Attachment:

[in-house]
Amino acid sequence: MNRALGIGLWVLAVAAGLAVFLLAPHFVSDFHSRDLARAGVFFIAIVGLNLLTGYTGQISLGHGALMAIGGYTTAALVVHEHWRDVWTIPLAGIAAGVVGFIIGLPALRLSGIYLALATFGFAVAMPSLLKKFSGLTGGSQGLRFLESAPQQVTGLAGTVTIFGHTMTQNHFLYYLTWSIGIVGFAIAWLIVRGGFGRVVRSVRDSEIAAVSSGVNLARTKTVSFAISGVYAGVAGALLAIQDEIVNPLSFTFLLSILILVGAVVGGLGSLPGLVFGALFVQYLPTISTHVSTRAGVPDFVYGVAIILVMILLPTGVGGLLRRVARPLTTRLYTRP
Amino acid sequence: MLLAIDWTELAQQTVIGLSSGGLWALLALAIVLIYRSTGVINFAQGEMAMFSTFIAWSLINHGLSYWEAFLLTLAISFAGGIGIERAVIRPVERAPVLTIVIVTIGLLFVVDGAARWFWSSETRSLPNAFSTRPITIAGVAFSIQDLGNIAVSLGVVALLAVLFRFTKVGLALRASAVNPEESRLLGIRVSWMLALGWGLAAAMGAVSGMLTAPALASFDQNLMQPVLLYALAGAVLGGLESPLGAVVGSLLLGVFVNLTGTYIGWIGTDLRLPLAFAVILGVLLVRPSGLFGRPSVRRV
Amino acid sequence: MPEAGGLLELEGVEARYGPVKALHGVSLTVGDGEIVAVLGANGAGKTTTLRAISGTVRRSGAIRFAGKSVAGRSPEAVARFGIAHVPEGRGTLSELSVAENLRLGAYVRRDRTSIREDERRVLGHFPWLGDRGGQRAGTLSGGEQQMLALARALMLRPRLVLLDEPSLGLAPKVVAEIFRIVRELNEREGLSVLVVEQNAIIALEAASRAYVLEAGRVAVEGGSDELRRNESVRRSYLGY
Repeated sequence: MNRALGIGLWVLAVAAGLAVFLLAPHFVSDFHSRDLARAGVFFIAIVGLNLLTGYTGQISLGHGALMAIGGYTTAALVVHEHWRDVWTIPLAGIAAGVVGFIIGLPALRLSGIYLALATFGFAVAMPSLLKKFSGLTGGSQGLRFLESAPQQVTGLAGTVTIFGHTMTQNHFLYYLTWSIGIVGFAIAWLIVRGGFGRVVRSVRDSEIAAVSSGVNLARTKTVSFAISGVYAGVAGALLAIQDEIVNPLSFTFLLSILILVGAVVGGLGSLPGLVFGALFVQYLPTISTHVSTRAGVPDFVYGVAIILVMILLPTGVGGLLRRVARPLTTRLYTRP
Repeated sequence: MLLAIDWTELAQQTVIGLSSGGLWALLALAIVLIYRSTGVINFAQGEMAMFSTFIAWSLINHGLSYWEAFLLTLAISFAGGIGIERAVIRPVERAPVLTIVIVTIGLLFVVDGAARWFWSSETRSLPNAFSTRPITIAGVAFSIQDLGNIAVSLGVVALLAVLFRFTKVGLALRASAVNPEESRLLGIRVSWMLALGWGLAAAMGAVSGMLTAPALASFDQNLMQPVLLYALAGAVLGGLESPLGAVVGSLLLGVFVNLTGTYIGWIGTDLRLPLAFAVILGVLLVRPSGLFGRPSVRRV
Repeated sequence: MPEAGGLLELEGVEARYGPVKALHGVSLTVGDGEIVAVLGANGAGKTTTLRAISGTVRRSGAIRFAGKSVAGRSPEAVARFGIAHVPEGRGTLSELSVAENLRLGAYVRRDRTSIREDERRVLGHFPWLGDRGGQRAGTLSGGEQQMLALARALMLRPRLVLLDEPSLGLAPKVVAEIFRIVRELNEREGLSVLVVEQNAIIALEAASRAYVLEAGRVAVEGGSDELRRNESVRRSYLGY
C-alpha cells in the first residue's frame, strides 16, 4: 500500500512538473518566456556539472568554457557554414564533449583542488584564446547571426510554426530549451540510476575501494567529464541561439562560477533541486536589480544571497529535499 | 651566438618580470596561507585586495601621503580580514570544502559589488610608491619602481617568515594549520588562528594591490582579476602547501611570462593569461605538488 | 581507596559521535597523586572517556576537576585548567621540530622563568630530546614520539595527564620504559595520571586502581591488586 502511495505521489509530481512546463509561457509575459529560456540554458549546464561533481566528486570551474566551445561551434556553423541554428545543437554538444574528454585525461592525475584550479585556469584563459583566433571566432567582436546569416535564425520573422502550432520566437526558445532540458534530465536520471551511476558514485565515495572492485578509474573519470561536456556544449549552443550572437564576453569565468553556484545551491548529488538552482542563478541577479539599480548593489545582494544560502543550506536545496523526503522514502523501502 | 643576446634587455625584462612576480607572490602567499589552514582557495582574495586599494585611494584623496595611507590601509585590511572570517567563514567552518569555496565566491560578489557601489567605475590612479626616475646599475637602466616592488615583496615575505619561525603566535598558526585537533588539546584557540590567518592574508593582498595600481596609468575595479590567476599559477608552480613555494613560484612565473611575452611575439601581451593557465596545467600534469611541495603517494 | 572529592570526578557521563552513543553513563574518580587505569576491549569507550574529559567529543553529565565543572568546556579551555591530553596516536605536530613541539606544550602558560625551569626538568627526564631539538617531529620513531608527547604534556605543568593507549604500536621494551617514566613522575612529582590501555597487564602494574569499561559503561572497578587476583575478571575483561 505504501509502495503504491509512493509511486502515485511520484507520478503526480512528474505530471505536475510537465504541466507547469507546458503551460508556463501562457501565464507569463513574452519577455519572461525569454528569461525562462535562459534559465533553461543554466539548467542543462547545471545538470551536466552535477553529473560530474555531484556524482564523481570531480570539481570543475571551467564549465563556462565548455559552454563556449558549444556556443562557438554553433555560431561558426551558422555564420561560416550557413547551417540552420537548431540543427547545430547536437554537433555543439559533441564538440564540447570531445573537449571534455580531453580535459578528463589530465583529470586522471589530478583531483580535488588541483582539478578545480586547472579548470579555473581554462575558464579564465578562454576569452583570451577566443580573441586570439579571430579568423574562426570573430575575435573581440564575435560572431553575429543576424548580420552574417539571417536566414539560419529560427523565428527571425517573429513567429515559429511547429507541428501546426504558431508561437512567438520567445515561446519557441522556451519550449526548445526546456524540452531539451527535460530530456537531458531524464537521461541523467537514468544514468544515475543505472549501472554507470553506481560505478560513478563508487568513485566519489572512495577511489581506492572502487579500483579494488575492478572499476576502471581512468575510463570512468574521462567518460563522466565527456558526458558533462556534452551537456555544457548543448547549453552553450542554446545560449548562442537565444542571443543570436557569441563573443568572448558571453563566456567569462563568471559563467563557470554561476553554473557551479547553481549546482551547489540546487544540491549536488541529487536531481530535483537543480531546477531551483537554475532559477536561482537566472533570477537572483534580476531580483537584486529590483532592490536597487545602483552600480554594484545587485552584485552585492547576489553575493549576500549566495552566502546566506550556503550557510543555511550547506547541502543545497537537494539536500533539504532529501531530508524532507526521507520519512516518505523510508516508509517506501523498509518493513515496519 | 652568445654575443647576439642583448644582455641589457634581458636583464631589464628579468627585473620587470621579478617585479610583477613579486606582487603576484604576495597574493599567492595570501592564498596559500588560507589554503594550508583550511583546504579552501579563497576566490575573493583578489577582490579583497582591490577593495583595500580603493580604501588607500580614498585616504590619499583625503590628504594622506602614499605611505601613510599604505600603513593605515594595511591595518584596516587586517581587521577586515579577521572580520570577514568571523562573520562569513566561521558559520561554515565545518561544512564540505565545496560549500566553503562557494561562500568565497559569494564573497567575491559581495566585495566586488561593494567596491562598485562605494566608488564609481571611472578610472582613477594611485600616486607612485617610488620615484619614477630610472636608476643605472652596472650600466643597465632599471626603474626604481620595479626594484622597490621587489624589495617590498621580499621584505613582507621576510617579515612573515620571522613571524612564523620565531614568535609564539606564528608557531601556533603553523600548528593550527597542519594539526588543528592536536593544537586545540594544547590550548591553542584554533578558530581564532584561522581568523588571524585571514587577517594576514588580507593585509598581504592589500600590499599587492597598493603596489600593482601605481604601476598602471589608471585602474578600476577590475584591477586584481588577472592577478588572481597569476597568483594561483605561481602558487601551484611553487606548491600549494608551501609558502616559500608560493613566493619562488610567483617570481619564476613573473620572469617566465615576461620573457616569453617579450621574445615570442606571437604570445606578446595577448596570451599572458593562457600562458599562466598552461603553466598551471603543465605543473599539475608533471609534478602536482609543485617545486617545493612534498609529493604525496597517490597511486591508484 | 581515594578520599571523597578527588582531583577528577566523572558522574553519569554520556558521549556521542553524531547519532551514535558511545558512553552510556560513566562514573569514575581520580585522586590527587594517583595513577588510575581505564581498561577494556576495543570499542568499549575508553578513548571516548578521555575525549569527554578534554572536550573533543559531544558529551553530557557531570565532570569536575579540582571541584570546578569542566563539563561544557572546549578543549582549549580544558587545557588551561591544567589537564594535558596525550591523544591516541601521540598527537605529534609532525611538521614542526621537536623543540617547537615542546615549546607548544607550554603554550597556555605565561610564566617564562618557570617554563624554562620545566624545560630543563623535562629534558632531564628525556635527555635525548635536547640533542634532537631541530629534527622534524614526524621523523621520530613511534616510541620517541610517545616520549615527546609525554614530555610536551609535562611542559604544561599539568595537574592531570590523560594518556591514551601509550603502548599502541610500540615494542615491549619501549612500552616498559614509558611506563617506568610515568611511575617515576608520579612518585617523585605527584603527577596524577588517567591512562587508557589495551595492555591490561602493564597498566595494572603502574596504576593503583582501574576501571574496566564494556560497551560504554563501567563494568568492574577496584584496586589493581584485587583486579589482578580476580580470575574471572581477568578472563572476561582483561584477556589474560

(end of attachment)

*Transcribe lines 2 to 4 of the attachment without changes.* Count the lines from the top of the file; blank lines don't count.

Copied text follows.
Amino acid sequence: MNRALGIGLWVLAVAAGLAVFLLAPHFVSDFHSRDLARAGVFFIAIVGLNLLTGYTGQISLGHGALMAIGGYTTAALVVHEHWRDVWTIPLAGIAAGVVGFIIGLPALRLSGIYLALATFGFAVAMPSLLKKFSGLTGGSQGLRFLESAPQQVTGLAGTVTIFGHTMTQNHFLYYLTWSIGIVGFAIAWLIVRGGFGRVVRSVRDSEIAAVSSGVNLARTKTVSFAISGVYAGVAGALLAIQDEIVNPLSFTFLLSILILVGAVVGGLGSLPGLVFGALFVQYLPTISTHVSTRAGVPDFVYGVAIILVMILLPTGVGGLLRRVARPLTTRLYTRP
Amino acid sequence: MLLAIDWTELAQQTVIGLSSGGLWALLALAIVLIYRSTGVINFAQGEMAMFSTFIAWSLINHGLSYWEAFLLTLAISFAGGIGIERAVIRPVERAPVLTIVIVTIGLLFVVDGAARWFWSSETRSLPNAFSTRPITIAGVAFSIQDLGNIAVSLGVVALLAVLFRFTKVGLALRASAVNPEESRLLGIRVSWMLALGWGLAAAMGAVSGMLTAPALASFDQNLMQPVLLYALAGAVLGGLESPLGAVVGSLLLGVFVNLTGTYIGWIGTDLRLPLAFAVILGVLLVRPSGLFGRPSVRRV
Amino acid sequence: MPEAGGLLELEGVEARYGPVKALHGVSLTVGDGEIVAVLGANGAGKTTTLRAISGTVRRSGAIRFAGKSVAGRSPEAVARFGIAHVPEGRGTLSELSVAENLRLGAYVRRDRTSIREDERRVLGHFPWLGDRGGQRAGTLSGGEQQMLALARALMLRPRLVLLDEPSLGLAPKVVAEIFRIVRELNEREGLSVLVVEQNAIIALEAASRAYVLEAGRVAVEGGSDELRRNESVRRSYLGY